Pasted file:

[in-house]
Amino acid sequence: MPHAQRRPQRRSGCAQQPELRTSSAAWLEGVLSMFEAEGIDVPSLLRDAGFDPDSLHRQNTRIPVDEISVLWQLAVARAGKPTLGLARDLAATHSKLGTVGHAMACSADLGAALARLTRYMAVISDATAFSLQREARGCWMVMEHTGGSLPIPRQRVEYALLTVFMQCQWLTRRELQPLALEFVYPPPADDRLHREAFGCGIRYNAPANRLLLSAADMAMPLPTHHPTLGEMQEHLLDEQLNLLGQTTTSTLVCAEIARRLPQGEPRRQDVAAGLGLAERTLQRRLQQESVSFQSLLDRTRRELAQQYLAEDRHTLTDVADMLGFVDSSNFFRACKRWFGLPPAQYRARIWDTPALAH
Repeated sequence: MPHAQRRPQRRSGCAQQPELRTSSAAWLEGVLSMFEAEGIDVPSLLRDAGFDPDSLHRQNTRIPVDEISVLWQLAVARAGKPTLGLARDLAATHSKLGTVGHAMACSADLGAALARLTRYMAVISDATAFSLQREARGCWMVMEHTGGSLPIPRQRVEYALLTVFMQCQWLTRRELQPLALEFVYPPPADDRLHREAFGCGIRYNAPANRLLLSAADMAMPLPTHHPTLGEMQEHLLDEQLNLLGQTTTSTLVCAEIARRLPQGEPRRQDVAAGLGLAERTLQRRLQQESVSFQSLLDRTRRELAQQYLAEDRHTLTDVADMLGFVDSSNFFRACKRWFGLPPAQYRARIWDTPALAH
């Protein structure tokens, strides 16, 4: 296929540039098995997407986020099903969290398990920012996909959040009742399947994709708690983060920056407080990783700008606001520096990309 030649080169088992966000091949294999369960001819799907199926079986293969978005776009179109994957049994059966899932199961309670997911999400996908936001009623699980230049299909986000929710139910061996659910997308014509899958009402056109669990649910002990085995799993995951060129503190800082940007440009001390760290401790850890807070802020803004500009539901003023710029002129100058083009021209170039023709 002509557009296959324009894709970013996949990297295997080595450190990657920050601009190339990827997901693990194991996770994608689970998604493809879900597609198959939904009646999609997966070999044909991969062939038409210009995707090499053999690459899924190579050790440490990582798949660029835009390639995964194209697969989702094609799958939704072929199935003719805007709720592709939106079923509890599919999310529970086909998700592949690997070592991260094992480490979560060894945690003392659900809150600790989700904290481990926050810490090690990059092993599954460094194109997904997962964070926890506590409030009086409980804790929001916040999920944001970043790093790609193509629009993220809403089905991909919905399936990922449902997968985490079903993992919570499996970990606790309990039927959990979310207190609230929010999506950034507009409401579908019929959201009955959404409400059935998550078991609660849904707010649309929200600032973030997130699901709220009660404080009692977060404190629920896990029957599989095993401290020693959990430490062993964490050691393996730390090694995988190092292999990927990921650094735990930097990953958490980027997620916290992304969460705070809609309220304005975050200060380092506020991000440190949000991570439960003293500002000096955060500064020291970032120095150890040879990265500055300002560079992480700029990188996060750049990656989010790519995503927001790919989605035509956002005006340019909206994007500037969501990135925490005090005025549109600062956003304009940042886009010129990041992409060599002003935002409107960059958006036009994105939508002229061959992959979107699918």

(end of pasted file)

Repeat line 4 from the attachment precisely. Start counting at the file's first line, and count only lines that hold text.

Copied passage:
């Protein structure tokens, strides 16, 4: 296929540039098995997407986020099903969290398990920012996909959040009742399947994709708690983060920056407080990783700008606001520096990309 030649080169088992966000091949294999369960001819799907199926079986293969978005776009179109994957049994059966899932199961309670997911999400996908936001009623699980230049299909986000929710139910061996659910997308014509899958009402056109669990649910002990085995799993995951060129503190800082940007440009001390760290401790850890807070802020803004500009539901003023710029002129100058083009021209170039023709 002509557009296959324009894709970013996949990297295997080595450190990657920050601009190339990827997901693990194991996770994608689970998604493809879900597609198959939904009646999609997966070999044909991969062939038409210009995707090499053999690459899924190579050790440490990582798949660029835009390639995964194209697969989702094609799958939704072929199935003719805007709720592709939106079923509890599919999310529970086909998700592949690997070592991260094992480490979560060894945690003392659900809150600790989700904290481990926050810490090690990059092993599954460094194109997904997962964070926890506590409030009086409980804790929001916040999920944001970043790093790609193509629009993220809403089905991909919905399936990922449902997968985490079903993992919570499996970990606790309990039927959990979310207190609230929010999506950034507009409401579908019929959201009955959404409400059935998550078991609660849904707010649309929200600032973030997130699901709220009660404080009692977060404190629920896990029957599989095993401290020693959990430490062993964490050691393996730390090694995988190092292999990927990921650094735990930097990953958490980027997620916290992304969460705070809609309220304005975050200060380092506020991000440190949000991570439960003293500002000096955060500064020291970032120095150890040879990265500055300002560079992480700029990188996060750049990656989010790519995503927001790919989605035509956002005006340019909206994007500037969501990135925490005090005025549109600062956003304009940042886009010129990041992409060599002003935002409107960059958006036009994105939508002229061959992959979107699918």